First, please excuse my limited knowledge of electronics and signalling; I'm a programmer, not an engineer.
I am working on building a Game Boy cartridge, and I was hoping to use some AT27LV520 that I have due to having a low profile (Datasheet here).
The Game Boy's cartridge port exposes the entire address bus, the data bus, and a 1MHz clock. Other pins (/CS, /RD, /WR) are only relevant for accessing cartridge RAM. Accessing cartridge ROM is any access when A15 is low. Based on timings here, once A15 is low, the address bus is set, and data must be presented on D0-D7 by the time CLK goes low, which is about 350 ns. Simple enough.
But wait! The Atmel ROMs I have multiplexes the data and address pins. So, the address must be presented, then deasserted so the ROM can assert data on those pins. This can be done with a latch (like a 74LS373) put on the address pins, then assert /OE, no latching necessary. Even that seems excessive; some 74 series part that is basically 8 transistors would do the job.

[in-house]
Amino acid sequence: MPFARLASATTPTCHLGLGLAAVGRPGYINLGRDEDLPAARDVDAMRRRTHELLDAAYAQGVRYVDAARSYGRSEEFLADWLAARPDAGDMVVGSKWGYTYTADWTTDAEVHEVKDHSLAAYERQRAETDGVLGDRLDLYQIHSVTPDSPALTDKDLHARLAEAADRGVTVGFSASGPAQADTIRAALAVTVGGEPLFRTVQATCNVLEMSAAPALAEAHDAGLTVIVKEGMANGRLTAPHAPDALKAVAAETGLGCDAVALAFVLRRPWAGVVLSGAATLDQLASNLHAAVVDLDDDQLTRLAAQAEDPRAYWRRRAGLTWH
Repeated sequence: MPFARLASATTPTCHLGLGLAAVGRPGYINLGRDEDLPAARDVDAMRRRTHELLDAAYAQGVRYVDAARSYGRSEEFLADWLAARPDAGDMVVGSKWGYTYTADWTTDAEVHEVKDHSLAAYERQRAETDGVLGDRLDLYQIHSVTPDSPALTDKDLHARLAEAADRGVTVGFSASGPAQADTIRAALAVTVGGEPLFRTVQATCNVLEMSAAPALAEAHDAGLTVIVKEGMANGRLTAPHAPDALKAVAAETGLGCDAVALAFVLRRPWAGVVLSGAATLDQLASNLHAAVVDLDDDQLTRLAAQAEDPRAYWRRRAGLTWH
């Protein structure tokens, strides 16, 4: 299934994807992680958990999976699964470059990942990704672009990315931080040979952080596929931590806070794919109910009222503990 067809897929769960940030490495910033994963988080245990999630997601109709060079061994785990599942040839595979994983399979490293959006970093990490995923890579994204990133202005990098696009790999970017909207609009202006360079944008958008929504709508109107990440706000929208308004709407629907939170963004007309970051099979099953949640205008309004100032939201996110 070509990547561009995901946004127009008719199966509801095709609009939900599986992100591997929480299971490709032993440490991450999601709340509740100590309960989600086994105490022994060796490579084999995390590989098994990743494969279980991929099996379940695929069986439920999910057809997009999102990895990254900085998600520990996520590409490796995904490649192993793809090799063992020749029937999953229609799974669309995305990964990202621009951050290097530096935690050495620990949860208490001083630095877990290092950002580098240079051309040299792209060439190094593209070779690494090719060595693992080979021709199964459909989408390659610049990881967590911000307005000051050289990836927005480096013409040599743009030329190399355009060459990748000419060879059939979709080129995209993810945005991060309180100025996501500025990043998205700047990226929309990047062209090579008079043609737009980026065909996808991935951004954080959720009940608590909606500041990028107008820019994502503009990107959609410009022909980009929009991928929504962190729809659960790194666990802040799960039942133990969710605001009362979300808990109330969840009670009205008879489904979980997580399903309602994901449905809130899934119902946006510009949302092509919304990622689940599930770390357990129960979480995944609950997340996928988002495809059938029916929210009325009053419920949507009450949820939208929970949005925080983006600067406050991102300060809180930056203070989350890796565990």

But what about ALE and /OE? Because the bus as presented isn't multiplexed, no ALE or /OE is generated. I would have to generate them myself. It seems simple: Once A15 goes low, then bring ALE high for 70 ns, wait 12 ns, float the lower 8 address pins (bring the latch's /OE low), wait 13 ns, then pull /OE low until the clock falls. There's enough time to do all of that (at least on paper), but I don't know how to generate those signals with timings like that outside of using a microcontroller, which seems excessive for this task; there's no logic, just blaring signals once one input falls.
More generally, I can't be the first one to want to place a multiplexed memory onto a non multiplexed bus, so it seems there should be a part out there that would take care of this for me. What can I do?